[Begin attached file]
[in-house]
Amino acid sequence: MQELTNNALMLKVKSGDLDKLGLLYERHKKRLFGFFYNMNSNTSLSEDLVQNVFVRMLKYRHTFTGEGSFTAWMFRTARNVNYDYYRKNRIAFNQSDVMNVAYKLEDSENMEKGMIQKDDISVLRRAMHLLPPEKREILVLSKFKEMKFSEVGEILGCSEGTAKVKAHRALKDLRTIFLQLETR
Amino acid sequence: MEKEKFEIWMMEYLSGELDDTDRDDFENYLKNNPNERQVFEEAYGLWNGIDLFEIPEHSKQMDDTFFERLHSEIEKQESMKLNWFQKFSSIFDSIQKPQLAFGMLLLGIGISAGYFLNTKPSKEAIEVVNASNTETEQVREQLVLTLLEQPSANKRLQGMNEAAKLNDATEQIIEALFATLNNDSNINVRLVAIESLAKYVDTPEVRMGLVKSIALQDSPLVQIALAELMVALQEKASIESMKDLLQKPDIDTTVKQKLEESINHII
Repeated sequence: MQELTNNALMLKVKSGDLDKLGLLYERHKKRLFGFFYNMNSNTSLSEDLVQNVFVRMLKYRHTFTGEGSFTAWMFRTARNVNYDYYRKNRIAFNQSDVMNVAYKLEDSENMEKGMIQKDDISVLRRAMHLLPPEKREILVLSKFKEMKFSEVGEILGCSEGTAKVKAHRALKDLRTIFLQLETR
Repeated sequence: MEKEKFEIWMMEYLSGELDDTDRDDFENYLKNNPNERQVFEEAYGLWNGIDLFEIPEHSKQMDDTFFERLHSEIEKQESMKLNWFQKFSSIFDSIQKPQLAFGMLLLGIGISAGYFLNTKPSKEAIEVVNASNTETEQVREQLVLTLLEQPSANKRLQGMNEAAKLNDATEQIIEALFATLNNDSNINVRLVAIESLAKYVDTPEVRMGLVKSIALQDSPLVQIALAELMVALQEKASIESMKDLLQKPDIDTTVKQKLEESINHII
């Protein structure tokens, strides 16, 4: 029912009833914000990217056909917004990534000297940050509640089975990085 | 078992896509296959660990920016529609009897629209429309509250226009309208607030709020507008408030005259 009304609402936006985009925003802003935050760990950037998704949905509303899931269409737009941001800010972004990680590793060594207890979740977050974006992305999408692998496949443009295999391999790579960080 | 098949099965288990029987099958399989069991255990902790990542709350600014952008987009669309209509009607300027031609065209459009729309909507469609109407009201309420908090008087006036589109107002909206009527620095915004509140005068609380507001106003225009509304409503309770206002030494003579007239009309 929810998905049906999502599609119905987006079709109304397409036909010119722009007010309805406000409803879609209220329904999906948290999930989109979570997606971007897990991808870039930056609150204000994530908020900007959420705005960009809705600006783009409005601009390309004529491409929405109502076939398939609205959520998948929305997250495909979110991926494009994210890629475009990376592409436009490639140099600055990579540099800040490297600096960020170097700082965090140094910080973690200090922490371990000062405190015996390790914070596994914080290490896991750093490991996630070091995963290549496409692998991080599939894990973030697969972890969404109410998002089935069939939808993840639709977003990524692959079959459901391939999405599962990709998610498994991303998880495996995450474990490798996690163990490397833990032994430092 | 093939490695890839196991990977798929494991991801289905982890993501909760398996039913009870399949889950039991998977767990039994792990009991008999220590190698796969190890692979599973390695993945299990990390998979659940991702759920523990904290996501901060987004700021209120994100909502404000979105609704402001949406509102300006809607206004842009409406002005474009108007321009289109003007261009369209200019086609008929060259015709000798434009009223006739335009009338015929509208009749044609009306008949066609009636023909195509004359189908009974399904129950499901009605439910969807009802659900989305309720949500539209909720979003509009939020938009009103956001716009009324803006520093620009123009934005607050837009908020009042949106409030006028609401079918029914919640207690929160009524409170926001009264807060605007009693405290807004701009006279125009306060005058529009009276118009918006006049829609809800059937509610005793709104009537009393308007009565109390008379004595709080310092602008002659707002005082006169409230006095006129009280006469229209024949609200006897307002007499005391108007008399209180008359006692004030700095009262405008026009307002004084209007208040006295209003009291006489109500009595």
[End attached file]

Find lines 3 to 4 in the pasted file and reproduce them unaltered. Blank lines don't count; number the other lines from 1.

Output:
Amino acid sequence: MEKEKFEIWMMEYLSGELDDTDRDDFENYLKNNPNERQVFEEAYGLWNGIDLFEIPEHSKQMDDTFFERLHSEIEKQESMKLNWFQKFSSIFDSIQKPQLAFGMLLLGIGISAGYFLNTKPSKEAIEVVNASNTETEQVREQLVLTLLEQPSANKRLQGMNEAAKLNDATEQIIEALFATLNNDSNINVRLVAIESLAKYVDTPEVRMGLVKSIALQDSPLVQIALAELMVALQEKASIESMKDLLQKPDIDTTVKQKLEESINHII
Repeated sequence: MQELTNNALMLKVKSGDLDKLGLLYERHKKRLFGFFYNMNSNTSLSEDLVQNVFVRMLKYRHTFTGEGSFTAWMFRTARNVNYDYYRKNRIAFNQSDVMNVAYKLEDSENMEKGMIQKDDISVLRRAMHLLPPEKREILVLSKFKEMKFSEVGEILGCSEGTAKVKAHRALKDLRTIFLQLETR